Spotted lanternfly, Lycorma delicatula (White) (Hemiptera: Fulgoridae), is a sap-feeding insect native to China and other parts of Southeast Asia. It was first found in the United States in 2014 in Berks County, southeastern Pennsylvania, and then spread to other eastern U.S. states. You can check its current status in Michigan by visiting the State’s invasive species website: http://Michigan.gov/spottedlanternfly.
This invasive pest can feed on at least 70 species of trees, as well as vines and shrubs, including fruit trees, hops, grapevines and several hardwoods. Spotted lanternfly can be easily spread to new locations when people accidentally transport eggs or other life stages into new areas. Quarantines have been established to prevent further spread of SLF life stages by people moving infested material. Residents or visitors to areas where SLF occurs should be aware of the risks of moving this invasive pest. Check vehicles and any outdoor items for egg masses or other life stages before leaving areas where SLF has been reported.
Spotted lanternfly females can lay their eggs on nearly any surface including vehicles, patio furniture and outdoor equipment, as well as trees. This means SLF can be easily spread over long distances if people move the articles bearing the eggs.
Spotted lanternfly feeds by sucking sap from the stems and trunks of a wide variety of plants. At high SLF densities, this feeding can reduce vigor of trees and vines. Dead shoots on some hosts, particularly black walnut trees, have been observed in Pennsylvania.
To feed on plant sap, SLF pierce the bark, creating wounds that can allow plant pathogens to infect trees. Immature and adult SLFs excrete tremendous amounts of sugary honeydew as they feed, which lands on plants around and beneath them. This sticky honeydew attracts other pests, particularly hornets, wasps and ants, causing more annoyance for people in affected areas and complicating crop harvests. Black sooty mold grows on the honeydew, affecting the appearance and potentially the health of herbaceous plants, shrubs and seedlings beneath infested trees. Sooty mold can reduce the amount of light reaching the surface of the leaves, decreasing photosynthesis rates.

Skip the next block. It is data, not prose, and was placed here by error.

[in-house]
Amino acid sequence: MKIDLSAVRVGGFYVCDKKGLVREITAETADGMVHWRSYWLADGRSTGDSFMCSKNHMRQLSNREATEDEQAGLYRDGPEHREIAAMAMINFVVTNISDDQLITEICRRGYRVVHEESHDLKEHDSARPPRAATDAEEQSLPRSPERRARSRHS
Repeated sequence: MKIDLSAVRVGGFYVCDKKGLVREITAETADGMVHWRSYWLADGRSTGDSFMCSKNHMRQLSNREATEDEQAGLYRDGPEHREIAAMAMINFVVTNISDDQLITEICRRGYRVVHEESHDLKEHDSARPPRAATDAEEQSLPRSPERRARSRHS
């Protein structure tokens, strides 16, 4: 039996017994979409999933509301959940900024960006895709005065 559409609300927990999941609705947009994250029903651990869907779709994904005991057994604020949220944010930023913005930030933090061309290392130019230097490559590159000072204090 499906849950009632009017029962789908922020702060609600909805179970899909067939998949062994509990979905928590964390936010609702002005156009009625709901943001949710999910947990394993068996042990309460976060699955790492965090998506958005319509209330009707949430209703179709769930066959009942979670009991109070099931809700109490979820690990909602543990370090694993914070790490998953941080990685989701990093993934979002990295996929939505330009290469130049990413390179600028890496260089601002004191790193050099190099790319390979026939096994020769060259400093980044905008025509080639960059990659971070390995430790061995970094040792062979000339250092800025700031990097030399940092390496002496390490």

Tree of heaven, Ailanthus altissima, is a highly preferred and perhaps required host for SLF. Tree of heaven is native to China, but was widely planted in much of the eastern U.S. decades ago for erosion control. It was also planted as an ornamental street tree in many municipalities. Female trees produce abundant seeds and tree of heaven can grow on a variety of soils, including disturbed areas. Tree of heaven is now considered an invasive plant and has spread across much of the United States.
While tree of heaven is a highly preferred host, reports from Pennsylvania indicate SLF can also feed on American beech, basswood, sycamore, big-toothed aspen, black birch, black cherry, black gum, black walnut, assorted dogwoods, Japanese snowbell, maples, oaks, paper birch, pignut hickory, pines, sassafras, serviceberry, slippery elm, tulip tree, white ash and willows. Many of these species are commercially important as ornamental or timber trees. While SLF has not killed any trees in the U.S. to date, continued spread of this invader concerns many foresters and arborists.
Fruit trees and vines
The greatest economic impacts of SLF may result from its ability to feed on many types of crop plants. Tree hosts of SLF include apple, plum, cherry, peach and apricot. High densities of SLF have also been observed on grape vines and on hops vines. Neither the immature nor adult SLFs feed on the fruits themselves, but large numbers of insects feeding on these plants during the harvest season can affect fruit quality. The insects remove significant amounts of sap and the sooty mold can contaminate berries. This can reduce marketable yields, delay fruit ripening and reduce winter tolerance to cold weather.